||28 February 2017
||Various – RD Heath
|Area under cane
|Distance from coast
||0 kms (Literally ON the beach)
|Dominant Soil type
Hot February weather hung heavily as I made my way north to visit Dustin Cooper in KwaDukuza. He is a no-nonsense man who operates with a sense of purpose. He operates from a commercial office and workshop, as opposed to the other farms I have visited which are home-based offices. New experience. Far more quickly than I am used to, we settled into the interview.
Very thoughtfully, Dustin explained the history of Gledhow, which I found interesting: ownership was originally private, with sugar pioneers from the Smith, Reynolds, Pearce, and Crookes brothers involved. Then, in 1975, Illovo Sugar (then known as CG Smith Sugar) assumed ownership. 29 years later, in 2004 the mill and its 2000 hectares of cane fields was sold to a Black Empowerment company, headed up by Patrick Sokhela. In 2009, the majority of shares were bought out. The new shareholders were Illovo Sugar (30%), Sappi (10%), and local growers (25,1%). This new company was Ushukela Milling. As a part of this deal, the 2000 hectares of company owned cane was split into 300-400 hectare lots and leased to local growers. Enter RD Heath (who Dustin manages for) and many others … so, as far as I know, this is one of the only mills (Umfolozi has a similar history, also with the Sokhela family, but I am unsure whether all growers are owners in that situation) where every grower has a share … interesting.
And onto Dustin’s personal history … he’s a Mpumalanga boy. He grew up on a farm in the Barberton area where they grew mainly tobacco but also avos, macadamias and some micro-veggies. His dad passed away, and two years later, the farm was sold to land claimers. Dustin found his way to sunny KZN where he started managing for Balcombs in Kearsney. Rob Heath was contract harvesting in that area and the relationship began that sees Dustin now managing for him. I asked whether Dustin longs to have his own farm again but he says that he is given free-reign here and feels like it is his own so I guess that’s a no.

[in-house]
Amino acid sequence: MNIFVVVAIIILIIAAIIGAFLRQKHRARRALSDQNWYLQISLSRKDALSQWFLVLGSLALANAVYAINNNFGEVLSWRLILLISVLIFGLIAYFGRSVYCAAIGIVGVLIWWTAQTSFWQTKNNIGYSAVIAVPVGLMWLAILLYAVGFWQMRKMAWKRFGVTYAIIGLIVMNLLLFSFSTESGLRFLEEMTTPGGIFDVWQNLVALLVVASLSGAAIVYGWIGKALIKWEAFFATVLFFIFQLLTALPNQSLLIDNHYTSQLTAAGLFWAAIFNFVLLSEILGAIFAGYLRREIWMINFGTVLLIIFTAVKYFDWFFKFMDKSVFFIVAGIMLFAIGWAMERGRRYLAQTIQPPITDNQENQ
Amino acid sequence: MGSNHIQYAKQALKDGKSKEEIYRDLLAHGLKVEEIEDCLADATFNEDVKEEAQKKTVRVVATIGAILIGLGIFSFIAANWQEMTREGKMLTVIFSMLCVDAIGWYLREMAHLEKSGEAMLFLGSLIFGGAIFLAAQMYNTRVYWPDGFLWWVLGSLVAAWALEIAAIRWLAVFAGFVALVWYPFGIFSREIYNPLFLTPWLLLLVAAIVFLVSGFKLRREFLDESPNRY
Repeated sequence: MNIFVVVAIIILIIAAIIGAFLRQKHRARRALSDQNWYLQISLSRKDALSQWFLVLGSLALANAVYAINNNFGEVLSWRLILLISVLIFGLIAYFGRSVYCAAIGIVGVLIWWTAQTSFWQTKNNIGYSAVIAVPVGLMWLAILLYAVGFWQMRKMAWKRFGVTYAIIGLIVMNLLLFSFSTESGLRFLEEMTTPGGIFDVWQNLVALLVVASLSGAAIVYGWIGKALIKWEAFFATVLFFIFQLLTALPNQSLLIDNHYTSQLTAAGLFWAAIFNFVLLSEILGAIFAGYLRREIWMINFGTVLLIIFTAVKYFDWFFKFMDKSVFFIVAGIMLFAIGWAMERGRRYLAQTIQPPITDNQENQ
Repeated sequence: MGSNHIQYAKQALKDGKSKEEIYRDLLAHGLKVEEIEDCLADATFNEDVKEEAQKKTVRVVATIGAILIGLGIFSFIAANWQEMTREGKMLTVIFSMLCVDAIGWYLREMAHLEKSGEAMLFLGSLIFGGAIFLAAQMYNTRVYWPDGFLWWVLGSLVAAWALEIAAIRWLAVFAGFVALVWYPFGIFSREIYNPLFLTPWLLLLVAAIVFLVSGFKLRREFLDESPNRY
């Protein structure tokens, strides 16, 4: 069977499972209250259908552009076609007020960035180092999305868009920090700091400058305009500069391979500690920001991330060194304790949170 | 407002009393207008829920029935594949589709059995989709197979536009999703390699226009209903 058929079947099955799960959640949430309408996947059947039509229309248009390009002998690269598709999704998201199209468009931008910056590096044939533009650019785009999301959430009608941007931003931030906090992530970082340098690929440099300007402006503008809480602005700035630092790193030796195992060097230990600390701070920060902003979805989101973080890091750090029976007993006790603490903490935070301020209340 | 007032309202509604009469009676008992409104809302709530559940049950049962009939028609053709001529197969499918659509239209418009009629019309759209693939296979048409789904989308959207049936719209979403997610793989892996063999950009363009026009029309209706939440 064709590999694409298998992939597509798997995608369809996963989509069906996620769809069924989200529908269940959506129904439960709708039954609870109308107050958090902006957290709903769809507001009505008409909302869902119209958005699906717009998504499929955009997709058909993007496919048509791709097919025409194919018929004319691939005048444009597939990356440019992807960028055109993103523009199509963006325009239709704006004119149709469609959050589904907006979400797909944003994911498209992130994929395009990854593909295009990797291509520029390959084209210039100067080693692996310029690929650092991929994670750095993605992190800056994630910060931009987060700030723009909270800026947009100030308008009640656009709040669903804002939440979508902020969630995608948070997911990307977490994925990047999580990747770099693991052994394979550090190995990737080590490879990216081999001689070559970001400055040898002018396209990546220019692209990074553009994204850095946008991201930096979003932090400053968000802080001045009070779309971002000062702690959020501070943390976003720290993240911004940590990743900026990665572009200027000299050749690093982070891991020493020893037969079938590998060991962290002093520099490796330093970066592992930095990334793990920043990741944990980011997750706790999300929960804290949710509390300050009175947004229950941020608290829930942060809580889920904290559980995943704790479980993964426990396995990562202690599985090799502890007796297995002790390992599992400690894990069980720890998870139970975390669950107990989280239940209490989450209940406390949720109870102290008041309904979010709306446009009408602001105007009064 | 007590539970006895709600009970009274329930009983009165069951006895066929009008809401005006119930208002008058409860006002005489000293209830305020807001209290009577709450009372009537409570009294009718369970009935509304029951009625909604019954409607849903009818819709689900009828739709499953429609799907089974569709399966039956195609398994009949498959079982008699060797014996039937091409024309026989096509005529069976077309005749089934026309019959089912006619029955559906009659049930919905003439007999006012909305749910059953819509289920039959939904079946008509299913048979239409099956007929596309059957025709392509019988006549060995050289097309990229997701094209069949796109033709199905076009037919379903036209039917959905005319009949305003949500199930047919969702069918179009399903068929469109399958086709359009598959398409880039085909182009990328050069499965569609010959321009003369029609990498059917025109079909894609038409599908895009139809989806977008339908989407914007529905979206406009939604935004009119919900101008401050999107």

Rob leases this farm and, in September 2016, bought his own, which Dustin also oversees. A total of 780 hectares of Eldana Central Headquarters. Being right on the coast, this noo-noo is alive and well and makes stretching for those 14 / 15 month growing cycles a challenge.
How did Dustin handle the drought? He raises the fact that this drought was actually very patchy and gives us great figures to assess the rainfall in comparison to other years: 2013 – 1135ml, 2014 -560ml, 2015 – 914ml, 2016 – 1104ml. So, the drought here was in 2014 when the rainfall was approximately half of the norm. But the crop from that period was greater than half the normal size. It was quite reasonable given the conditions. No crop roots were lost; the only impact was in the yield.